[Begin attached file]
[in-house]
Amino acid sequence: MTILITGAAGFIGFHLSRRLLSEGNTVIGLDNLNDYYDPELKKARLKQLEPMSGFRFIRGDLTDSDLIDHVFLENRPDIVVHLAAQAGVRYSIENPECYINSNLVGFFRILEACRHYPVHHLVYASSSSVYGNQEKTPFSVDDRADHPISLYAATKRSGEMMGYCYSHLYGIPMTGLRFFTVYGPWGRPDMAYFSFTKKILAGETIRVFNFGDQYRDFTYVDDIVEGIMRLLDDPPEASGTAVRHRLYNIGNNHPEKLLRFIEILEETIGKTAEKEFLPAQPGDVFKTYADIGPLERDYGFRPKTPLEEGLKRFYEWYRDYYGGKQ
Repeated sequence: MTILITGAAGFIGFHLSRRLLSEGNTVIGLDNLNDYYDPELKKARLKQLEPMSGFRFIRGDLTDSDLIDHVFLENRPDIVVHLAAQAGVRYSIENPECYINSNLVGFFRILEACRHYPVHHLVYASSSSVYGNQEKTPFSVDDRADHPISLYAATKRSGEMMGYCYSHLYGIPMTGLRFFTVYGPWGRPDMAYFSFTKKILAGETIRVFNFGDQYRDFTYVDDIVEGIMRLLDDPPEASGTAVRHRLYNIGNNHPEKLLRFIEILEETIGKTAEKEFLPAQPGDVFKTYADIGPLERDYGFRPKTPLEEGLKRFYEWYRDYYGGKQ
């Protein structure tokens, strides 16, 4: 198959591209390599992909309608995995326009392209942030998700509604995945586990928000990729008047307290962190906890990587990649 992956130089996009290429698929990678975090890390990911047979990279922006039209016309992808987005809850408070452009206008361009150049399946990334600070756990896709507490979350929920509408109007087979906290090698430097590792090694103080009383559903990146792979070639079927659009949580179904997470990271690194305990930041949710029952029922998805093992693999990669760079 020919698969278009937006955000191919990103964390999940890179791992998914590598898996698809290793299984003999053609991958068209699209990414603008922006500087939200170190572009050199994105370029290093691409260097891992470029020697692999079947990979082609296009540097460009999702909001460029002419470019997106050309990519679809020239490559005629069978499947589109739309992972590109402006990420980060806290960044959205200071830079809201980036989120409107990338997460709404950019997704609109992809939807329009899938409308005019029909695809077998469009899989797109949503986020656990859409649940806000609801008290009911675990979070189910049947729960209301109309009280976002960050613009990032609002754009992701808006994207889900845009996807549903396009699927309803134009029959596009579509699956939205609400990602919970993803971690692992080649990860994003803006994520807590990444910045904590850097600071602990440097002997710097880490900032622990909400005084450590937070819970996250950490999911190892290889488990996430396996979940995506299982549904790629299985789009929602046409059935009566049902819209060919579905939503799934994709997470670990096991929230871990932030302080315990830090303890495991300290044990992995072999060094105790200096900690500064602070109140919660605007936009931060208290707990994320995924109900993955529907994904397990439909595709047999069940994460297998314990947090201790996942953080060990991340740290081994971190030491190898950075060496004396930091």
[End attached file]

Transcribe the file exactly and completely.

[in-house]
Amino acid sequence: MTILITGAAGFIGFHLSRRLLSEGNTVIGLDNLNDYYDPELKKARLKQLEPMSGFRFIRGDLTDSDLIDHVFLENRPDIVVHLAAQAGVRYSIENPECYINSNLVGFFRILEACRHYPVHHLVYASSSSVYGNQEKTPFSVDDRADHPISLYAATKRSGEMMGYCYSHLYGIPMTGLRFFTVYGPWGRPDMAYFSFTKKILAGETIRVFNFGDQYRDFTYVDDIVEGIMRLLDDPPEASGTAVRHRLYNIGNNHPEKLLRFIEILEETIGKTAEKEFLPAQPGDVFKTYADIGPLERDYGFRPKTPLEEGLKRFYEWYRDYYGGKQ
Repeated sequence: MTILITGAAGFIGFHLSRRLLSEGNTVIGLDNLNDYYDPELKKARLKQLEPMSGFRFIRGDLTDSDLIDHVFLENRPDIVVHLAAQAGVRYSIENPECYINSNLVGFFRILEACRHYPVHHLVYASSSSVYGNQEKTPFSVDDRADHPISLYAATKRSGEMMGYCYSHLYGIPMTGLRFFTVYGPWGRPDMAYFSFTKKILAGETIRVFNFGDQYRDFTYVDDIVEGIMRLLDDPPEASGTAVRHRLYNIGNNHPEKLLRFIEILEETIGKTAEKEFLPAQPGDVFKTYADIGPLERDYGFRPKTPLEEGLKRFYEWYRDYYGGKQ
């Protein structure tokens, strides 16, 4: 198959591209390599992909309608995995326009392209942030998700509604995945586990928000990729008047307290962190906890990587990649 992956130089996009290429698929990678975090890390990911047979990279922006039209016309992808987005809850408070452009206008361009150049399946990334600070756990896709507490979350929920509408109007087979906290090698430097590792090694103080009383559903990146792979070639079927659009949580179904997470990271690194305990930041949710029952029922998805093992693999990669760079 020919698969278009937006955000191919990103964390999940890179791992998914590598898996698809290793299984003999053609991958068209699209990414603008922006500087939200170190572009050199994105370029290093691409260097891992470029020697692999079947990979082609296009540097460009999702909001460029002419470019997106050309990519679809020239490559005629069978499947589109739309992972590109402006990420980060806290960044959205200071830079809201980036989120409107990338997460709404950019997704609109992809939807329009899938409308005019029909695809077998469009899989797109949503986020656990859409649940806000609801008290009911675990979070189910049947729960209301109309009280976002960050613009990032609002754009992701808006994207889900845009996807549903396009699927309803134009029959596009579509699956939205609400990602919970993803971690692992080649990860994003803006994520807590990444910045904590850097600071602990440097002997710097880490900032622990909400005084450590937070819970996250950490999911190892290889488990996430396996979940995506299982549904790629299985789009929602046409059935009566049902819209060919579905939503799934994709997470670990096991929230871990932030302080315990830090303890495991300290044990992995072999060094105790200096900690500064602070109140919660605007936009931060208290707990994320995924109900993955529907994904397990439909595709047999069940994460297998314990947090201790996942953080060990991340740290081994971190030491190898950075060496004396930091």